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My quest to find the perfect rideable at CES

Electric vehicles are a huge part of CES this year. From the Honda NueV to the Faraday Future FF91, everyone’s attention is laser-focused on gas-guzzler replacements. While these are exciting, though, for me they pale in comparison to another, smaller form of transportation: rideables. Spanning skateboards, scooters and bikes, these little machines are perfect for a city-dweller such as myself. With a camera in hand, I’ve been scouring the show trying to find the very best. My mission: To find my dream rideable.

Onewheel+

Onewheel+: Hands-on

First up was the Onewheel+. Its creator, Future Motion, is no newcomer to CES, having unveiled its first prototype at the show in 2014. The company has come a long way since then, fine-tuning the design with its first production model 12 months later. Now it’s back with the Onewheel+, a souped-up version with a revamped motor and deck design. The underlying concept is unchanged, however: a single tire sits in the middle, while two wooden panels — similar to the nose and tail of a skateboard — rest at the front and back. You stand sideways and lean on the nose, which hides a pressure sensor, to push the strange contraption forward.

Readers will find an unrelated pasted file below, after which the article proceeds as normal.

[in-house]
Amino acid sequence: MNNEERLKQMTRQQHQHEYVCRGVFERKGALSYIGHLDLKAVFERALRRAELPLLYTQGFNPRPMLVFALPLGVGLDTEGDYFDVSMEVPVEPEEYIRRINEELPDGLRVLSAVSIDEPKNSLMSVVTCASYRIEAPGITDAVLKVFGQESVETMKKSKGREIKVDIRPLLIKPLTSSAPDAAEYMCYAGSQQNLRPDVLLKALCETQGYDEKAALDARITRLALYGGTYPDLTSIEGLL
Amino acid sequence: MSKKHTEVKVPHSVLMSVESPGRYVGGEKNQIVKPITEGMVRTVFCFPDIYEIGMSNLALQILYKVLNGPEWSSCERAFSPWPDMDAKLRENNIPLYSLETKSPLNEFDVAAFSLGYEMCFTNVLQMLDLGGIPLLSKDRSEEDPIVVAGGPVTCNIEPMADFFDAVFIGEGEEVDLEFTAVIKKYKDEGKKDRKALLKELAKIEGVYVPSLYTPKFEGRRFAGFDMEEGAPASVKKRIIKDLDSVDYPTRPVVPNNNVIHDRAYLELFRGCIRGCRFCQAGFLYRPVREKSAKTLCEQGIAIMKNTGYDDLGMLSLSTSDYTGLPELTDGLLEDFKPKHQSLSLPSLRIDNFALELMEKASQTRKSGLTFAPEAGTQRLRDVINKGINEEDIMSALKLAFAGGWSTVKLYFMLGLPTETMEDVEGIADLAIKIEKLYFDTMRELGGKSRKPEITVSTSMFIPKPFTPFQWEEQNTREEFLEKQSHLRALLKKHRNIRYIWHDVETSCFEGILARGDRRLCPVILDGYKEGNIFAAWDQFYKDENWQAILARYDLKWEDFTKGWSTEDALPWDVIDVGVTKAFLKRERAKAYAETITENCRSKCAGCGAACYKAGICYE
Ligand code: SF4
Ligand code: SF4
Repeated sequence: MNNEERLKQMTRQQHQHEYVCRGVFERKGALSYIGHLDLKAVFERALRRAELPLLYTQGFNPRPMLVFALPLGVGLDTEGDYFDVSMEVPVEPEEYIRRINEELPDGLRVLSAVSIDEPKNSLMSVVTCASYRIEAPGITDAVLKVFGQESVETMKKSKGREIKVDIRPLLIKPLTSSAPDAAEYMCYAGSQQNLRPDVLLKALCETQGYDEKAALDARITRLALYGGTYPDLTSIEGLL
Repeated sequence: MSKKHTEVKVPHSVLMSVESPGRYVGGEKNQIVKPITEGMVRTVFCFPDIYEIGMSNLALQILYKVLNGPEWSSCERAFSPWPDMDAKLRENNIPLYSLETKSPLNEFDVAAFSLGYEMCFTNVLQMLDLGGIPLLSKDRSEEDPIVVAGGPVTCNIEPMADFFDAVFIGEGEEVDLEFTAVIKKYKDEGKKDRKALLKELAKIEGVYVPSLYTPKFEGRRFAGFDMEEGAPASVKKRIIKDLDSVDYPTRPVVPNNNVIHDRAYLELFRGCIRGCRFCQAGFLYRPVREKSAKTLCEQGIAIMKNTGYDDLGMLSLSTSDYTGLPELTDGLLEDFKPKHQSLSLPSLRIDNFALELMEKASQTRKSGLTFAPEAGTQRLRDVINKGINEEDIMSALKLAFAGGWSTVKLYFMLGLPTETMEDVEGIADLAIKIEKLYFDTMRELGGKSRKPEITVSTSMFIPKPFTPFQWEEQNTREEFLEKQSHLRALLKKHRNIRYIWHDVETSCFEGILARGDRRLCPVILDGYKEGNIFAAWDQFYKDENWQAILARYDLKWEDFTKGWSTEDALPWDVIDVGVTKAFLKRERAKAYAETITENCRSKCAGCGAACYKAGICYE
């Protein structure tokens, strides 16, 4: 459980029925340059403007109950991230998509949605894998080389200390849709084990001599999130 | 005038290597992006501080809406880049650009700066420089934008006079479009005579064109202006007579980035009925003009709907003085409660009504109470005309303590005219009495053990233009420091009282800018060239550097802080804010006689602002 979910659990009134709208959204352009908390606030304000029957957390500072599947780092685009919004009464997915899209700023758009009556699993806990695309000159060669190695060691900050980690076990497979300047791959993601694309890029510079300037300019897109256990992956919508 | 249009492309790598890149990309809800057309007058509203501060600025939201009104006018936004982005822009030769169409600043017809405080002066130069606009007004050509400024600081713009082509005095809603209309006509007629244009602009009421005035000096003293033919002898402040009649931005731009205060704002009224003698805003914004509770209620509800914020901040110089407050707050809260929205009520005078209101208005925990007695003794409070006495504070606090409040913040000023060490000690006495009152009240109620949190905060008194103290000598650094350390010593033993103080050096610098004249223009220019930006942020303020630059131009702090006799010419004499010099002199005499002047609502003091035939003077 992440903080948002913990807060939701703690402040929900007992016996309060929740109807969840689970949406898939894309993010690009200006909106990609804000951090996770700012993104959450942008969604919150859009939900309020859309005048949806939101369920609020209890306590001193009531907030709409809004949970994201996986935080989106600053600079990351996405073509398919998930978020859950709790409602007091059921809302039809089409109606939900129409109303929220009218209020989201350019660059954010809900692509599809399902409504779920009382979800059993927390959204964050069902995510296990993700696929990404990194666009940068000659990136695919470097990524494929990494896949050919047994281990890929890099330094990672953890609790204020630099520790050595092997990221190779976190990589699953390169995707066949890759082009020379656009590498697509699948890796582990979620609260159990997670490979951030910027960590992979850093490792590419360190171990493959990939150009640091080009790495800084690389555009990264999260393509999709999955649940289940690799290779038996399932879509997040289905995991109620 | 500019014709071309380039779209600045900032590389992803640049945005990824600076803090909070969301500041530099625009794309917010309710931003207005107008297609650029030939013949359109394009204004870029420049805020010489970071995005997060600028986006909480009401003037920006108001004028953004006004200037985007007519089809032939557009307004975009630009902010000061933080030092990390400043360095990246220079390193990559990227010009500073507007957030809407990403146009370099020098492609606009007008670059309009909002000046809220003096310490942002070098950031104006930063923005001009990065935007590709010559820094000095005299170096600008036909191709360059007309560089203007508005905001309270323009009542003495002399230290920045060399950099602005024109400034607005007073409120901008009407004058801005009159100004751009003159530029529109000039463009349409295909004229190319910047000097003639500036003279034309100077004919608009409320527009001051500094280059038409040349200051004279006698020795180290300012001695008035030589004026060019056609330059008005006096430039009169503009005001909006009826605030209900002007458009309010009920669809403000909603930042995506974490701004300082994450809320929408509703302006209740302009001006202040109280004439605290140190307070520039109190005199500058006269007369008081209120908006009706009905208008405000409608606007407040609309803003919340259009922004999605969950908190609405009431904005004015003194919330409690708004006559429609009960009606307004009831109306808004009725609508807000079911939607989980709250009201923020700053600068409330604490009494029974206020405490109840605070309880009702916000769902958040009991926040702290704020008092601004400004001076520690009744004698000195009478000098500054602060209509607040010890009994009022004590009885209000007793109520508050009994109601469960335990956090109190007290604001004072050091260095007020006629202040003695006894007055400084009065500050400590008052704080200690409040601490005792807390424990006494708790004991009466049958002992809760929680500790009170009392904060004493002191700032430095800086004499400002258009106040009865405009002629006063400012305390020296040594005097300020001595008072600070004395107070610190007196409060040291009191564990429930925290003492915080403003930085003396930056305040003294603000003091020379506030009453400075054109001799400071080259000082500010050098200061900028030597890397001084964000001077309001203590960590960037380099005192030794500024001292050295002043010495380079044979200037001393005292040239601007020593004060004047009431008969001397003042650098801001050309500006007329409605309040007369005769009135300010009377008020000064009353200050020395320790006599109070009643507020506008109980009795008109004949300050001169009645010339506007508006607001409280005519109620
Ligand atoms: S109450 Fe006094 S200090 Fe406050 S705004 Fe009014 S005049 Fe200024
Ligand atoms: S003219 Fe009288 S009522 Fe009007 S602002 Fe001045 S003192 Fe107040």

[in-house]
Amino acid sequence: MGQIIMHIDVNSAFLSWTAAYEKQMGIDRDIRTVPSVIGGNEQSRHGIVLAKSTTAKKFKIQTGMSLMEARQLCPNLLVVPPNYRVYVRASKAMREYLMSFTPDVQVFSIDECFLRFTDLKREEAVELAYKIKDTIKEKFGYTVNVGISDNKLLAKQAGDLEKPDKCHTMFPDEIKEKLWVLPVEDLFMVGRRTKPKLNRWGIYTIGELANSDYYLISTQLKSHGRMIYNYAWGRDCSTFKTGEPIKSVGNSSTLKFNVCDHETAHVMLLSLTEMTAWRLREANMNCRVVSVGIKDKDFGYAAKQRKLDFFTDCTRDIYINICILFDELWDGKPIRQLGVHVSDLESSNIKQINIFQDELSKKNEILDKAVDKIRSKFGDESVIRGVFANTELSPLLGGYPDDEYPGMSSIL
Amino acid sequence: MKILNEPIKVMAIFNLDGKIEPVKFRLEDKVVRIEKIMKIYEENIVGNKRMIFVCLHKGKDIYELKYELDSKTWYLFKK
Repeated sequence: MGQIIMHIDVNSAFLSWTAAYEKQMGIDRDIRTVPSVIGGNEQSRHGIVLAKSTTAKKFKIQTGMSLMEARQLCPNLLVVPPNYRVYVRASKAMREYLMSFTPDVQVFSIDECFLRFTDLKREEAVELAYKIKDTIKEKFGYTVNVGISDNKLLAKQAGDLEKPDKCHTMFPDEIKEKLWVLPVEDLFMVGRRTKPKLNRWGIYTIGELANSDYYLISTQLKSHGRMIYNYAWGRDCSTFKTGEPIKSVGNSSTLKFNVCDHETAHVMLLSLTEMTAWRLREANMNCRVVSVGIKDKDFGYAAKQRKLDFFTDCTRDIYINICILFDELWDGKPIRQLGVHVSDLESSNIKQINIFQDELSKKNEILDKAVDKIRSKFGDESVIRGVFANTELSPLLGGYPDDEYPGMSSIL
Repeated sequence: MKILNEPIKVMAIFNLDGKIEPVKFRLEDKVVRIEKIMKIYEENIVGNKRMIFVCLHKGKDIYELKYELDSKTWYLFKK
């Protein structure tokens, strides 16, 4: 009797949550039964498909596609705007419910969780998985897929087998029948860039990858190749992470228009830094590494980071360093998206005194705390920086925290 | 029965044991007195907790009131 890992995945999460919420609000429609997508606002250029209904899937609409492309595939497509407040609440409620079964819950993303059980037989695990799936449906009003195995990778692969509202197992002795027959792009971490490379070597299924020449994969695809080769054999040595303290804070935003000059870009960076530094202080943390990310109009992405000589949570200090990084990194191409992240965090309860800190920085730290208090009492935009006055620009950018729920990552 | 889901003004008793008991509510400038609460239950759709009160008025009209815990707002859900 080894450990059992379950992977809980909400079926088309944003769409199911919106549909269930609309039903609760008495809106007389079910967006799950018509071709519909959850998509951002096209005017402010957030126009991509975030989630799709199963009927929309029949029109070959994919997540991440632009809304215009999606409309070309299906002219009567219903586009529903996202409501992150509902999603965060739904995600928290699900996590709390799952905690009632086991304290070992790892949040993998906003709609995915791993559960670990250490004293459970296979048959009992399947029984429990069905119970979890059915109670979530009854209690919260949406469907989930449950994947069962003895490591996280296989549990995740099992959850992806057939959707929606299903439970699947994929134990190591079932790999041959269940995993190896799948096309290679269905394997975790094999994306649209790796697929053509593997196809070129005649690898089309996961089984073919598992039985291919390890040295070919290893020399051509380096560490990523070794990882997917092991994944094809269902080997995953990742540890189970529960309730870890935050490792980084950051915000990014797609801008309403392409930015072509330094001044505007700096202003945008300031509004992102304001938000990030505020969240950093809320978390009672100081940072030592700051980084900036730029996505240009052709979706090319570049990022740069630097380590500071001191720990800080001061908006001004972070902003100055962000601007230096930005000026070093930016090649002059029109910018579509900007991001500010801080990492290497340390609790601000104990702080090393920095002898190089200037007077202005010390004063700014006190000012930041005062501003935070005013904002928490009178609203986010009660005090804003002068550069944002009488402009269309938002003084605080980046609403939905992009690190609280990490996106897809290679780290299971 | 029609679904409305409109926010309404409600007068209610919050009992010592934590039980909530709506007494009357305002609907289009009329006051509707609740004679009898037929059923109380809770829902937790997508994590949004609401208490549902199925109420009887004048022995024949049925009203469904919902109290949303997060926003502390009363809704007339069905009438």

The experience is exhilarating. The first time I stepped on, I just couldn’t find my balance. It’s like learning a bicycle: When you’re starting out, the hardest part is taking off and stopping. Once you have some forward momentum it’s monumentally simpler to stay upright and change direction. Turning is another matter entirely, however. You need to push down on your toes or heels, just like a skateboard, to start a frontside or backside carve. At first my turns were slow and wide as I struggled to commit and lean into the board. After a few minutes, however, I was snaking around the car park like a pro. (Or rather, not a total newbie.)

I was impressed. I wanted one.